Edward Prescott Jr.’s lifelong dream of restoring his 1948 Ford F-1 pickup had become a distant memory for the retired train conductor.
The red truck, initially purchased new by Prescott’s grandfather in 1948, was passed down to the Grovetown resident by his father more than 30 years later.
After taking the truck in for minor repairs and a fresh paint job shortly thereafter, Prescott decided to put his aspirations on hold and put aside money for his family.
“He would spend it on us before he would spend it on himself,” said son Ken Prescott. “It was going to take somebody else to do it.”
And that’s what happened.
Initially planned as a present for Prescott’s 64th birthday in June, wife Carole and son Ken soon realized they would need more time to pull off the surprise.
By early November, the restoration was complete and the truck was ready for its big reveal.
After going out to breakfast for his granddaugther’s birthday, Edward Prescott was coaxed by his family into attending a car show at C&C Automotive, put on by the GaSCar Club, which also was in on the surprise.
Edward Prescott said he was reluctant to walk over to the only truck in the show because he was reminded of his own antique.
“I didn’t even want to see it,” he recalled. “I said, ‘It ought to be mine.’”
As he got closer to the truck though, he saw a tag underneath the windshield wiper with his name on it.
“Once he saw it, he didn’t leave its side after that,” his son said. “We had to pull him away to eat and for Dad, that’s a big deal.”
The idea to restore the old truck was first set into motion last February, when Carole and Ken Prescott began researching the project.
By that point, the truck was in bad shape, so Ken Prescott hauled it off from his uncle’s farm in Keysville, Ga., and hid it in his backyard off Blanchard Road in Evans.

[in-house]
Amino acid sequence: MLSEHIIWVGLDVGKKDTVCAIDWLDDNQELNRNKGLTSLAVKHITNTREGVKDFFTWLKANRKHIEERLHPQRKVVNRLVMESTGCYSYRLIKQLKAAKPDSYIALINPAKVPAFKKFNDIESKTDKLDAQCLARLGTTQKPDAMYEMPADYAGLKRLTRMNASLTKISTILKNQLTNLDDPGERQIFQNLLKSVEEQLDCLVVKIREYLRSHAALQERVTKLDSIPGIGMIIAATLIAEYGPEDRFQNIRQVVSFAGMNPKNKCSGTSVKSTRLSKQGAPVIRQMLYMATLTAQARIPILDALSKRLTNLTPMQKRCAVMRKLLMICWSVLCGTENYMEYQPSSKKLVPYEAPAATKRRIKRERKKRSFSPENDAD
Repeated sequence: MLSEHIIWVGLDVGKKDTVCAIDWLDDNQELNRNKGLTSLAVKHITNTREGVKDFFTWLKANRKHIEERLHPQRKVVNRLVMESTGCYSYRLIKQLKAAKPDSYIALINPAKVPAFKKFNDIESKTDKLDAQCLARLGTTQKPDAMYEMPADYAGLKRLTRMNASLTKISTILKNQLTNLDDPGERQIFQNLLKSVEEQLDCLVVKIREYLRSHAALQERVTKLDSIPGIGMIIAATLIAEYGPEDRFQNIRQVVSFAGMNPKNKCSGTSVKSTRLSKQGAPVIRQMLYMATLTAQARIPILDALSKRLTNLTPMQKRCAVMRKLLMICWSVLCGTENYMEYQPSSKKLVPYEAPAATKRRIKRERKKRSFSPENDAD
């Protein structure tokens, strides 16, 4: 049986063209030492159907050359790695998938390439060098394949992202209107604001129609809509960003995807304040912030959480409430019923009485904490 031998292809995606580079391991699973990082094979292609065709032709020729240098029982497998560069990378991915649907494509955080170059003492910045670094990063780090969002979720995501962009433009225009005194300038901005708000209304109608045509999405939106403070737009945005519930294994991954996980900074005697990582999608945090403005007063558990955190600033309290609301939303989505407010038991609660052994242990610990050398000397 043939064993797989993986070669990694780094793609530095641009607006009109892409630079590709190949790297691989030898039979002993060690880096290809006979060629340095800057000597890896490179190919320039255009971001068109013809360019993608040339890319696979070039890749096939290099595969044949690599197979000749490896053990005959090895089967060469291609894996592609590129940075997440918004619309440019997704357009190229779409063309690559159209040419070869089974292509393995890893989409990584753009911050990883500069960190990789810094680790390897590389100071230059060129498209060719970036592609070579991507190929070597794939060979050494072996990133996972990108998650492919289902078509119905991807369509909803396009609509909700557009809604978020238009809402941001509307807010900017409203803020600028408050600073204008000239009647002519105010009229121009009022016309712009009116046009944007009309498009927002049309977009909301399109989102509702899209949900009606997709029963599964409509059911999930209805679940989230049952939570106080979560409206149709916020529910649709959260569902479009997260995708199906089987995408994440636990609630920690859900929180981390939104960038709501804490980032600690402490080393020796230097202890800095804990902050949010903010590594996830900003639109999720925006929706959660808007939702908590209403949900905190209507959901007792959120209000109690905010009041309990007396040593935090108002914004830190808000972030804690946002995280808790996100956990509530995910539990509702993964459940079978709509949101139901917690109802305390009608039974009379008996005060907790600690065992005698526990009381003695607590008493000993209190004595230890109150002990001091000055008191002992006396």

From there, the truck was hauled to several local shops, where it was dismantled, restored and each piece painted vermillion red before being put back together.
“Everything was taken apart,” said Ken Prescott, who will inherit the truck from his father. “There was nothing but a frame and four tires.”
For Ken, making sure the truck was kept as original as possible and in working condition for his father were at the top of his priority list.
Any modern updates, such as adding turn signals and an extra side mirror, were made for safety purposes, Ken Prescott said.
Inside the truck, a radio and car charger are hidden within the glove box to keep the interior authentic.
The Prescotts decided to keep for its sentimental value a dent on the rear bumper that Edward Prescott made as a boy when driving on the farm.
Keeping the project a secret from her husband, however, proved to be difficult for Carole Prescott.
As the months passed by and Edward Prescott’s truck remained missing from his brother’s property, he began asking more questions.
“We had to come up with some quick stories,” Carole Prescott said. “It was stressful while we were doing it, but very much worth it.”
Ken Prescott said without the help of those in the local car community, friends and his neighbor, John Bodie, the restoration project wouldn’t have been possible.
Of those who helped the family keep the restoration a secret was Cindy Kane, a motor vehicle registrar in the Columbia County Tax Commissioner’s Office.
Carole Prescott said she made several trips to see Kane, securing a personalized tag with the name “Rube,” in honor of her husband’s father. She also had to make sure no bills for the tag renewal were sent to their home that might reveal the surprise.
“It was just a lot of fun,” Kane said. “They’re super nice people and it’s just an awesome little truck. It’s amazing, because not too many families keep something like that in their families since it was bought brand new.”